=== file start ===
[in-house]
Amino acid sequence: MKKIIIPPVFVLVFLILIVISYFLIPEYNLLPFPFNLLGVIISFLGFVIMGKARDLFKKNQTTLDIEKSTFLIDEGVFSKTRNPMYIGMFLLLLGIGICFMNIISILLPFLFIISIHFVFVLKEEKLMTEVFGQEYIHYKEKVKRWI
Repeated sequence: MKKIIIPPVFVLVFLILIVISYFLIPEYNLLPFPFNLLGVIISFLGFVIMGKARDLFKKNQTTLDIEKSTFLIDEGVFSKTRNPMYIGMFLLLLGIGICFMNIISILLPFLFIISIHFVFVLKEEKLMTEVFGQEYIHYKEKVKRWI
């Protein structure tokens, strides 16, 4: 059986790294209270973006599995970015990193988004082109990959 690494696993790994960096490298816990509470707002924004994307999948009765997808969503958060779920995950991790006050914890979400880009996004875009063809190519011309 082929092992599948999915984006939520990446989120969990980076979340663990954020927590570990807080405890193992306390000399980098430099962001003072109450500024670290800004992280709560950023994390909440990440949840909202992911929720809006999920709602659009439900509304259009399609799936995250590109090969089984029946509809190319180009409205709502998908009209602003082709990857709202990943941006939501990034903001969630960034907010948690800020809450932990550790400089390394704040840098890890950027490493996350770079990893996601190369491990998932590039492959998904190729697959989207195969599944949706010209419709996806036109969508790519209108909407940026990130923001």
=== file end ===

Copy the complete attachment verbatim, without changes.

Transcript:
[in-house]
Amino acid sequence: MKKIIIPPVFVLVFLILIVISYFLIPEYNLLPFPFNLLGVIISFLGFVIMGKARDLFKKNQTTLDIEKSTFLIDEGVFSKTRNPMYIGMFLLLLGIGICFMNIISILLPFLFIISIHFVFVLKEEKLMTEVFGQEYIHYKEKVKRWI
Repeated sequence: MKKIIIPPVFVLVFLILIVISYFLIPEYNLLPFPFNLLGVIISFLGFVIMGKARDLFKKNQTTLDIEKSTFLIDEGVFSKTRNPMYIGMFLLLLGIGICFMNIISILLPFLFIISIHFVFVLKEEKLMTEVFGQEYIHYKEKVKRWI
């Protein structure tokens, strides 16, 4: 059986790294209270973006599995970015990193988004082109990959 690494696993790994960096490298816990509470707002924004994307999948009765997808969503958060779920995950991790006050914890979400880009996004875009063809190519011309 082929092992599948999915984006939520990446989120969990980076979340663990954020927590570990807080405890193992306390000399980098430099962001003072109450500024670290800004992280709560950023994390909440990440949840909202992911929720809006999920709602659009439900509304259009399609799936995250590109090969089984029946509809190319180009409205709502998908009209602003082709990857709202990943941006939501990034903001969630960034907010948690800020809450932990550790400089390394704040840098890890950027490493996350770079990893996601190369491990998932590039492959998904190729697959989207195969599944949706010209419709996806036109969508790519209108909407940026990130923001």